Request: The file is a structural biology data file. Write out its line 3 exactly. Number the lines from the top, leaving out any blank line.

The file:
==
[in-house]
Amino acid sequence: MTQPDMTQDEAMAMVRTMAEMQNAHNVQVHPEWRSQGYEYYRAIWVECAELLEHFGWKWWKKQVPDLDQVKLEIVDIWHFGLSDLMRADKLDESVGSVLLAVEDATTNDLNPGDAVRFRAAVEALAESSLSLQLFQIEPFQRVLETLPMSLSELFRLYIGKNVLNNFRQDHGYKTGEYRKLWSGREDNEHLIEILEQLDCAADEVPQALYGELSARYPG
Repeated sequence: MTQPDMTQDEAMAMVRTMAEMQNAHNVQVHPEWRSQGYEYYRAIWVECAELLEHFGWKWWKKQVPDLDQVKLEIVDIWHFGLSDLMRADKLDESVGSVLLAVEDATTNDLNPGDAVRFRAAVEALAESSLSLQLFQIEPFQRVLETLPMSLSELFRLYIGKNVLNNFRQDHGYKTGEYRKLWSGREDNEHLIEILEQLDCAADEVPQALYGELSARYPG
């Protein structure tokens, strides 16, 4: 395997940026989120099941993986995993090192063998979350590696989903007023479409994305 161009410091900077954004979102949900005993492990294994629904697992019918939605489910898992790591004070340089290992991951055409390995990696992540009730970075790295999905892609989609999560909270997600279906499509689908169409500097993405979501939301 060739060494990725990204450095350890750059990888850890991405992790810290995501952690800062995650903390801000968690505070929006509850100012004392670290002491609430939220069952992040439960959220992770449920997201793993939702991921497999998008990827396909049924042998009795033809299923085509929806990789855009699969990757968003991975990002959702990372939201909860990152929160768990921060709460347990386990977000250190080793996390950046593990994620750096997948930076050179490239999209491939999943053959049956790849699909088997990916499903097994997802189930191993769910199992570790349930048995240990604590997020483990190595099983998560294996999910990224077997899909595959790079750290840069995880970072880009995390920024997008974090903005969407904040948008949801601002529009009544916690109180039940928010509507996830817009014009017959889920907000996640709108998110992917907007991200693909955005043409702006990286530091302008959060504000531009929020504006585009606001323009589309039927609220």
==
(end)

Repeated sequence: MTQPDMTQDEAMAMVRTMAEMQNAHNVQVHPEWRSQGYEYYRAIWVECAELLEHFGWKWWKKQVPDLDQVKLEIVDIWHFGLSDLMRADKLDESVGSVLLAVEDATTNDLNPGDAVRFRAAVEALAESSLSLQLFQIEPFQRVLETLPMSLSELFRLYIGKNVLNNFRQDHGYKTGEYRKLWSGREDNEHLIEILEQLDCAADEVPQALYGELSARYPG